Last week, I wrote about the “maker/manager schedule,” the idea that “managers” fill free hours while makers need long stretches of uninterrupted time to get lost in their creative work. For me, Saturday mornings are that time. And my fiancé, Julia, makes it easy to stick to my maker schedule because she spends that time at craft fairs…(not that she’d disrupt me were she at home, but you know how hard it is to get work done when something else is going on).
This craft fair thing is new to my fiancé. It’s only in the last two years that she launched her side business, Madarasz Home Decor. And while I certainly do not (and cannot) claim credit for her artistic moves, I do believe that we’ve each pushed the other to be more creatively ambitious than we would have been on our own.
Before she sold her art (and before we’d met), Julia was deep in the scrapbook game. She’d take billions of photos during the school year, on international trips, and at parties before sequestering herself for a weekend with scissors, glue sticks, scissors, and paper. That was until she started dating a guy who told her that scrapbooking was kid stuff, that it was stupid. And so she quit.
Who could blame her? I’d quit if someone I was close to said my art was dumb.
When she told me that story, I was horrified. Why would anyone say something like that? It’s fine if you don’t enjoy participating in someone else’s creative hobby, but why belittle them for having fun or expressing themself?
Thankfully, she left that relationship (since we ended up together) and she was able to reconnect with her creative side. Perhaps, I am partially responsible for goading her into starting her side business and selling her work. What I do know, though, is that it’s because of her support and encouragement that I’ve been able to keep pushing my own creative work forward when I’ve felt like giving up.
Putting your art out into the world is one of the bravest things you can do because it’s so personal. Any criticism of your creation feels like a criticism of you, the creator. Having a partner (romantic or otherwise) who cheers you on, who’s there to celebrate the wins and mourn the losses, makes all the difference.
Ten weeks ago, on my first day teaching Level 1, I opened class with a story—it’s a story I tell anyone starting improv. It goes like this:
On my first day of Level 1, the teacher spent the first hour of class talking about improv. At one point during this epic monologue, he said that improv had made him a better person; it had changed his life. I was skeptical. I thought he was kind of crazy. I was really just there to make friends and learn how to be funny. I didn’t anticipate joining a cult. But, five years later, I’ve realized that he was right. And if he was crazy, then I’m crazy too. Because improv has taught me so many things—how to listen, how to accept other’s ideas, how to be less of a control freak, how to talk to people, how to be confident in my work, how to take feedback, how to take risks. Improv changed my life too.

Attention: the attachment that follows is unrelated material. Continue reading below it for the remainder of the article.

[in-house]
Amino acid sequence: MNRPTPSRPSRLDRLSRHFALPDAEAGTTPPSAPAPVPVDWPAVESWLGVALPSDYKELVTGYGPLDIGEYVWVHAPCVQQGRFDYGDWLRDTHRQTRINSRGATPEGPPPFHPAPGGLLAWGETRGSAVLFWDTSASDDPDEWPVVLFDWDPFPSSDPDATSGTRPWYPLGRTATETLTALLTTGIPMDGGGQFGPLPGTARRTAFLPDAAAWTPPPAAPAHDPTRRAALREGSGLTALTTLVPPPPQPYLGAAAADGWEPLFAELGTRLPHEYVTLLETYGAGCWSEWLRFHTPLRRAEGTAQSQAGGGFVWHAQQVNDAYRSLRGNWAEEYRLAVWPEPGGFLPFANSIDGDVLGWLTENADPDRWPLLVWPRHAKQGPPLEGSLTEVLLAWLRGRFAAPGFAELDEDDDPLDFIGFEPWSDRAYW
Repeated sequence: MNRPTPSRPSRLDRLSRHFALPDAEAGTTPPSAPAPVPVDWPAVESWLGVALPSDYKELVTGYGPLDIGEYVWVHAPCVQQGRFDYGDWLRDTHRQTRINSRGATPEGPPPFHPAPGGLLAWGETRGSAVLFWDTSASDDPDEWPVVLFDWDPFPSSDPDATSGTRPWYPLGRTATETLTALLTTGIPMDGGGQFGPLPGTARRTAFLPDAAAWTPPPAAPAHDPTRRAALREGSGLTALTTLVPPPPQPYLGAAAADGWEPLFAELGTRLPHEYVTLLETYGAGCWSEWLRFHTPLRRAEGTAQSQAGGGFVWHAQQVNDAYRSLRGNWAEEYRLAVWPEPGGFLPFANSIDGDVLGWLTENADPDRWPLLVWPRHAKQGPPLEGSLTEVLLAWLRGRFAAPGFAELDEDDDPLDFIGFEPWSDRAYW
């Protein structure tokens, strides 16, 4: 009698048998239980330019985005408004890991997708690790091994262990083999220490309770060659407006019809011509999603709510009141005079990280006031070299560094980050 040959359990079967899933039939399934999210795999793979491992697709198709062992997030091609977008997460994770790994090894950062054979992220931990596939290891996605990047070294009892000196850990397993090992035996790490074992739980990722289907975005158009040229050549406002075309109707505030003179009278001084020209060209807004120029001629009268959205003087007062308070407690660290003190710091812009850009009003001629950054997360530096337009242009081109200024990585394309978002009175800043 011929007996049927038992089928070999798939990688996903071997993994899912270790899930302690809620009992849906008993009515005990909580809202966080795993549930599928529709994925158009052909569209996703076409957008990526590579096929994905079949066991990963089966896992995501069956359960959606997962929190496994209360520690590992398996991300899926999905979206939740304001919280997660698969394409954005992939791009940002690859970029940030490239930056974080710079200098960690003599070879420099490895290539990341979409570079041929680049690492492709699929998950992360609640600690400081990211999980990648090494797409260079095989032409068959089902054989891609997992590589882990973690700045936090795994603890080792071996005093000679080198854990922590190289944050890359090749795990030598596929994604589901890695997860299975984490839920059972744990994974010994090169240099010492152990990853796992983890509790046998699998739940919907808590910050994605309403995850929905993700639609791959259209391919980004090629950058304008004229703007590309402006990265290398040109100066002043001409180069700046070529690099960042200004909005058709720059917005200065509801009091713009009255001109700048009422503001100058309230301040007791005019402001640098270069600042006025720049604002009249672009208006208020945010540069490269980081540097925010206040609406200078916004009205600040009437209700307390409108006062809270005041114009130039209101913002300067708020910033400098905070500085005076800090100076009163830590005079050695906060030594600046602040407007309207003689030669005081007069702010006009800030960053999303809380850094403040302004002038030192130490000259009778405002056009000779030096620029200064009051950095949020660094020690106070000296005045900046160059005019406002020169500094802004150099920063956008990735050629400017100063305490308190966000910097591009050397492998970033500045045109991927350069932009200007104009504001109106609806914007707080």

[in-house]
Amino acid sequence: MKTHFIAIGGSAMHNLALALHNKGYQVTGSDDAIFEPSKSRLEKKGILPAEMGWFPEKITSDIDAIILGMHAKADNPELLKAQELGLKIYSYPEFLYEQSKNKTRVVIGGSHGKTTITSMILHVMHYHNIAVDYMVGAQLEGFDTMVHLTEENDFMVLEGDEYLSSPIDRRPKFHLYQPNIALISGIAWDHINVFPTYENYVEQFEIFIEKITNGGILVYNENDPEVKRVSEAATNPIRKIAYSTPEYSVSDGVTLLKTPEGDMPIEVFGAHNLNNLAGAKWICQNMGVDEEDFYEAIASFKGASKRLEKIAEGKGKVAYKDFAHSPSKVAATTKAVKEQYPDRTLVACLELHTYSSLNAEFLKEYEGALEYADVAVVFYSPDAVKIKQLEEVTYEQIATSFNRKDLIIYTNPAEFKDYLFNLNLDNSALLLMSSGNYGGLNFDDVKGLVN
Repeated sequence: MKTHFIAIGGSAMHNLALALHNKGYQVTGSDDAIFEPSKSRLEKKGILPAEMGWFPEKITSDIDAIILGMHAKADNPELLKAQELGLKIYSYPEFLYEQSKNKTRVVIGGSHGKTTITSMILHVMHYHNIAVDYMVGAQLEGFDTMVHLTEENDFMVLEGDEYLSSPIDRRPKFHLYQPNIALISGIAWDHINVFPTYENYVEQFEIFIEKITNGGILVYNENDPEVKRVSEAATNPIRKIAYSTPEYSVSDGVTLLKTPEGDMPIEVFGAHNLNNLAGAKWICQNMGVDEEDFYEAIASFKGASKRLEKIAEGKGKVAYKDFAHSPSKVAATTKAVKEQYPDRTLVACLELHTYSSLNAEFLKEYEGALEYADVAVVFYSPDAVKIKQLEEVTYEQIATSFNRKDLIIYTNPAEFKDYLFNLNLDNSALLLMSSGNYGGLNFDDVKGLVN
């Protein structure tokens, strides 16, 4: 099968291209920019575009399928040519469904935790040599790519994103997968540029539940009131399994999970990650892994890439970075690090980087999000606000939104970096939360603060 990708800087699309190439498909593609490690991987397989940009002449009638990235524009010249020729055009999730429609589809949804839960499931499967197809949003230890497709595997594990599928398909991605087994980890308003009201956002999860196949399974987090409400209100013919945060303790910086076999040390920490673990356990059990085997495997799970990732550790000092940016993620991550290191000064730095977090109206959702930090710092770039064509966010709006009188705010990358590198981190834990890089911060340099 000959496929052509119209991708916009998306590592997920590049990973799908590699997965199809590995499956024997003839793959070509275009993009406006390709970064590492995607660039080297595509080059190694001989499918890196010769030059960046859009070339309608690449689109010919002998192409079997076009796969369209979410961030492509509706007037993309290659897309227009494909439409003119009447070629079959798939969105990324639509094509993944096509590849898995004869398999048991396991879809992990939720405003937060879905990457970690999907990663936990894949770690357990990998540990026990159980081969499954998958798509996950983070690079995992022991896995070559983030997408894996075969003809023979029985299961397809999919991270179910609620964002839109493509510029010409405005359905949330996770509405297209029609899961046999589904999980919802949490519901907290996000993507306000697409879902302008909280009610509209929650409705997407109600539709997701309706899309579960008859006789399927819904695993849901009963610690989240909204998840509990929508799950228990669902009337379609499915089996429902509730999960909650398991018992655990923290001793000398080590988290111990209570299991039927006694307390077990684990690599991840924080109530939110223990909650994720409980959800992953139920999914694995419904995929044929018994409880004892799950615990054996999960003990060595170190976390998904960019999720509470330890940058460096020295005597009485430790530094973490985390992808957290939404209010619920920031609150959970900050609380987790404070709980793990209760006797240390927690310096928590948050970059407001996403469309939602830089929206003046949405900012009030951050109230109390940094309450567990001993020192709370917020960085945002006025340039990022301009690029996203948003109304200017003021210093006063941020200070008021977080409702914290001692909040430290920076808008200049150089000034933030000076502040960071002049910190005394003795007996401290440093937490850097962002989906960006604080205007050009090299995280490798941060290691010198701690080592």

But it changed my life in another way—it’s where I met my fiancé. She was a frequent audience member and I was just starting out. A friend introduced us. It was not love at first sight. She thought I was a flirt. I thought she was judgemental (but cute). We saw each other around the theater, out with friends, and later on our kickball team.
Years after we’d met, a mutual friend invited me to a Chromeo concert. I’d never heard of the band, but decided to go, mostly because my future-fiancé was going and I was developing a little crush. That night, I drove her home, but she turned me down when I asked her on a date. She didn’t think I was serious enough. I asked her out a few more times and she said no, no, and no. And so I left it at that.
Unbeknownst to me, two friends (who I’d only met because of improv) asked her to give me a chance. They told her I was serious. And so we went on a couple dates. I guess, at the end of the story, it turns out that me and my friends were right and she was wrong.
So, would I say that it’s entirely thanks to improv that we ended up together? No. But I will say that without it, we may never have met in the first place. In that way, it did change my life.
Two weeks ago, when I asked her to marry me, we were in Montreal. It was a trip I’d planned for her birthday…when I bought the tickets, marriage wasn’t on my mind. But a week before the trip, I just decided it was time to pop the question.
I don’t know why I decided to do it or how I knew it was time. Normally, I’m indecisive. Normally, I’d have talked to my parents, my brother, my close friends. Normally, I’d have needed six people to tell me I was making the right decision. But not this time.
Sometimes, it’s ok to be impulsive, to not have a plan. When you know, you know—whether it’s as big as marriage or as small as selling your art at a craft fair. You don’t have to overthink everything. Sometimes, it’s better to just jump, and build your parachute on the way down.
Each week, I write a new article helping busy people find meaning and fulfillment through sustainable creative habits. If you enjoyed this week’s letter, you can sign up to get them delivered to your inbox each week by digital carrier pigeon.